In the 1850s Mr Colin Christie, later to become mayor of Newcastle, worked in a boot and shoe shop opposite the site of David Jones. The timber shops were so small they were known around town as the "sardine boxes".
In 1857 Mr Christie recalled seeing a huge bed of sand outside the present post office. It may well have been Newcastle's first roundabout as it was used to "turn" bullock teams. In a paddock on the corner of Hunter and Bolton Streets - the site of the old State Bank - horses grazed and residents kept their carts and drays.
Reclaiming part of the harbour on the city side stabilised the area of Hunter Street down to Perkin Street. With the coming of the railway, businesses were on firmer ground.
Beyond Perkin Street there was little until Crown Street, and this was the boundary between the two areas.
For years the area we now call the West End was nothing more then a track. In the early 1850s the AA Company owned that section of track between Crown Street and what became known as Bank Corner. The company named it Blane Street, after one of the senior officials. It was to retain that name for almost 40 years before being re-named Hunter Street West.
The section of Hunter Street from the Bank Corner to Tudor Street was part of Charlton Street, which once went as far as the Islington bridge.
For many years Blane Street was "off limits" to many residents. To go west under the bridge was like crossing the border into a foreign country. But gradually the AA Company opened up its land and houses and shops began to appear along the street.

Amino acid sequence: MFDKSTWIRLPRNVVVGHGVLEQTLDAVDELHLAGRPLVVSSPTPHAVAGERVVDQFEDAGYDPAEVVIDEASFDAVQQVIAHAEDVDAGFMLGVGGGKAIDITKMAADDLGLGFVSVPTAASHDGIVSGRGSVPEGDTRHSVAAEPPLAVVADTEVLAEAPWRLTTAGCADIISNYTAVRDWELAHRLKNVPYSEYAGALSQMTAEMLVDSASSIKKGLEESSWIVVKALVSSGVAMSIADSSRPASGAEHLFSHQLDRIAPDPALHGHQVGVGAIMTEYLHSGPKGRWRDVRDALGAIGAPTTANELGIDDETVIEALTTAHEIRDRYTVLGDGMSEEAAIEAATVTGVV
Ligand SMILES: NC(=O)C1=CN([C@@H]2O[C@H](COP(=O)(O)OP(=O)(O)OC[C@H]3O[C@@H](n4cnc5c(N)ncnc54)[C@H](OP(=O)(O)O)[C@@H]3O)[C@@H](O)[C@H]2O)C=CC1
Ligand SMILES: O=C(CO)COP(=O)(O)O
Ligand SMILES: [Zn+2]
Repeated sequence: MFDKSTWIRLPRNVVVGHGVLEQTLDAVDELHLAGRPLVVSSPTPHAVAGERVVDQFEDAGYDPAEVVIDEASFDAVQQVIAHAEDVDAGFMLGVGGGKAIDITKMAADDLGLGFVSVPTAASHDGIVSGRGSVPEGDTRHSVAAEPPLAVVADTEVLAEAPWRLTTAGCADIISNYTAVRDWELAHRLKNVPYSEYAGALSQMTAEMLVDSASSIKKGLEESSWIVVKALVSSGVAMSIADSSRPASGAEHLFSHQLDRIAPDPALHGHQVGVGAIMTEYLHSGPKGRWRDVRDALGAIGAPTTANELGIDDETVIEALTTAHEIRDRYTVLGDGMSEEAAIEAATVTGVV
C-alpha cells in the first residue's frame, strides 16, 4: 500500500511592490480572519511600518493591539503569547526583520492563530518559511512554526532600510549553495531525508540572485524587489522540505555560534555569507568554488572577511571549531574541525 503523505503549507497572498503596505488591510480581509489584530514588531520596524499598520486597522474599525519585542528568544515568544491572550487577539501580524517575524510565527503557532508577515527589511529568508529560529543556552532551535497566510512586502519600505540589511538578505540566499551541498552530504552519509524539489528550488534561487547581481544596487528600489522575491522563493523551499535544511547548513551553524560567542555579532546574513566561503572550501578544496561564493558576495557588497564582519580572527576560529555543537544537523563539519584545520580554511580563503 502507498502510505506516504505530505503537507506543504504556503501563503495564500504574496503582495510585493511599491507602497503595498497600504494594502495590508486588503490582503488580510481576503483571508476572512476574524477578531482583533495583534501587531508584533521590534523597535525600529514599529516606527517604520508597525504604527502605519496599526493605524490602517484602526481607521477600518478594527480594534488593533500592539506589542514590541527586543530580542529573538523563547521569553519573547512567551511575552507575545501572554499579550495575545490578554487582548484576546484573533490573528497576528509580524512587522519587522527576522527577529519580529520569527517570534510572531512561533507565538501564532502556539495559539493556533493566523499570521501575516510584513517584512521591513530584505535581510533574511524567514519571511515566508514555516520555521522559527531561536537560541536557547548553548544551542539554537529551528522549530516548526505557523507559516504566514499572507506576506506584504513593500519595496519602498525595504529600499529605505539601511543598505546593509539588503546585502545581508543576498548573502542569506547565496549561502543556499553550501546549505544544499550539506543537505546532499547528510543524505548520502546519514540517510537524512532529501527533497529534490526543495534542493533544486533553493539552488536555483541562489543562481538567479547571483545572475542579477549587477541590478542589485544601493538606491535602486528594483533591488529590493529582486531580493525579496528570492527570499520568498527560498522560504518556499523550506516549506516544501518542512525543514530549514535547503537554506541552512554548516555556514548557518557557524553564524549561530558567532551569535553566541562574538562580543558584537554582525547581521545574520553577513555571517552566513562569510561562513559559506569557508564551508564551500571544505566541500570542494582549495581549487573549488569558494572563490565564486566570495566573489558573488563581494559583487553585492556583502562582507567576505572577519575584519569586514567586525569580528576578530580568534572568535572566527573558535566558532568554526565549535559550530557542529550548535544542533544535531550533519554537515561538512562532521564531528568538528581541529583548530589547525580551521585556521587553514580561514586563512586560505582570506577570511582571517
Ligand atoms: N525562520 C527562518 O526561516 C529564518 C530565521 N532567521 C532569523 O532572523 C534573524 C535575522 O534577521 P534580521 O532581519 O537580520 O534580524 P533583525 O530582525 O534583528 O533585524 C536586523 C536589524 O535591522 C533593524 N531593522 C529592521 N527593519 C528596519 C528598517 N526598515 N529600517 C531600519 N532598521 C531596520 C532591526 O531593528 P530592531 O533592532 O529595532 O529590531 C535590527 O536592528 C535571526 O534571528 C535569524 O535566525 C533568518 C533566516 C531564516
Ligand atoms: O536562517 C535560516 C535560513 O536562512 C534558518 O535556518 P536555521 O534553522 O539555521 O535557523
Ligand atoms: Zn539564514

In the area between today's Crown and Darby streets there appeared a few shops - a timber yard, watchmaker, fruit shop, furniture shop and undertaker and, of course, the inevitable hotels. (In 1900 there were 26 hotels in Hunter Street; in 2013 there are five.) The land behind the shops was a paddock that attracted some of the early circuses (they also performed off Hunter Street, near today's King Street parking station and in the Market Street area).
A Mrs Nicholls, known locally as "Gentle Annie" was one of the early residents of Blane St and she lived near Crown Street. Gradually Blane Street opened up but it took many years to establish beyond Melville Street (now Union Street). A blacksmith occupied the site of what became the Newcastle Gas Company, and on the current Honeysuckle site there were about 100 houses. They later made way for the railway workshops and some were moved to Bullock Island (Carrington), Wickham and Stockton.
As the town evolved and progressed, so did Hunter Street. Transport was primitive, with horse-drawn buses bringing people to the town and the harbour. The coming of the railway made it easier for those who lived out of town and near a rail line to get to Hunter Street.
The introduction of steam trains in 1887 helped to attract even more people. The tram terminus was then at Perkin Street (Scott Street then ended at Market Street).